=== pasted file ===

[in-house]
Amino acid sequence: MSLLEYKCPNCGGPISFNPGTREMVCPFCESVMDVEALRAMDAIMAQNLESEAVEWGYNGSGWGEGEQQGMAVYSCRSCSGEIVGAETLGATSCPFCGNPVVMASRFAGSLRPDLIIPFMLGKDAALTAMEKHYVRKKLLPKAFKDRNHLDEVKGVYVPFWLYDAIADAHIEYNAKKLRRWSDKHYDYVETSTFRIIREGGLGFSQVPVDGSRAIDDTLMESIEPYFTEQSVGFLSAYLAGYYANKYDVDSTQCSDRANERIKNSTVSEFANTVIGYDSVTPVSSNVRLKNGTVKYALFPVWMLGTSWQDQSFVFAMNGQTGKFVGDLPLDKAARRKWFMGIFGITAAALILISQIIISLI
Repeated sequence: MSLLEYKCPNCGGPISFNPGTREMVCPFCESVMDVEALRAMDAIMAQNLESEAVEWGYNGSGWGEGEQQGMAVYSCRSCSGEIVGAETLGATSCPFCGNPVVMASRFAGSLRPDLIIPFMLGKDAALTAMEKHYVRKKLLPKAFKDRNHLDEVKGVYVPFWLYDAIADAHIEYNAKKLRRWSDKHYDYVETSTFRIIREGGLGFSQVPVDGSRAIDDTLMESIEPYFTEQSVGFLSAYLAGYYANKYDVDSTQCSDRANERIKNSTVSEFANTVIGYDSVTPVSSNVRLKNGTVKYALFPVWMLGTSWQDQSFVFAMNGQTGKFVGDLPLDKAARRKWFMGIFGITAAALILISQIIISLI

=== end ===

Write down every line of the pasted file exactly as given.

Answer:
[in-house]
Amino acid sequence: MSLLEYKCPNCGGPISFNPGTREMVCPFCESVMDVEALRAMDAIMAQNLESEAVEWGYNGSGWGEGEQQGMAVYSCRSCSGEIVGAETLGATSCPFCGNPVVMASRFAGSLRPDLIIPFMLGKDAALTAMEKHYVRKKLLPKAFKDRNHLDEVKGVYVPFWLYDAIADAHIEYNAKKLRRWSDKHYDYVETSTFRIIREGGLGFSQVPVDGSRAIDDTLMESIEPYFTEQSVGFLSAYLAGYYANKYDVDSTQCSDRANERIKNSTVSEFANTVIGYDSVTPVSSNVRLKNGTVKYALFPVWMLGTSWQDQSFVFAMNGQTGKFVGDLPLDKAARRKWFMGIFGITAAALILISQIIISLI
Repeated sequence: MSLLEYKCPNCGGPISFNPGTREMVCPFCESVMDVEALRAMDAIMAQNLESEAVEWGYNGSGWGEGEQQGMAVYSCRSCSGEIVGAETLGATSCPFCGNPVVMASRFAGSLRPDLIIPFMLGKDAALTAMEKHYVRKKLLPKAFKDRNHLDEVKGVYVPFWLYDAIADAHIEYNAKKLRRWSDKHYDYVETSTFRIIREGGLGFSQVPVDGSRAIDDTLMESIEPYFTEQSVGFLSAYLAGYYANKYDVDSTQCSDRANERIKNSTVSEFANTVIGYDSVTPVSSNVRLKNGTVKYALFPVWMLGTSWQDQSFVFAMNGQTGKFVGDLPLDKAARRKWFMGIFGITAAALILISQIIISLI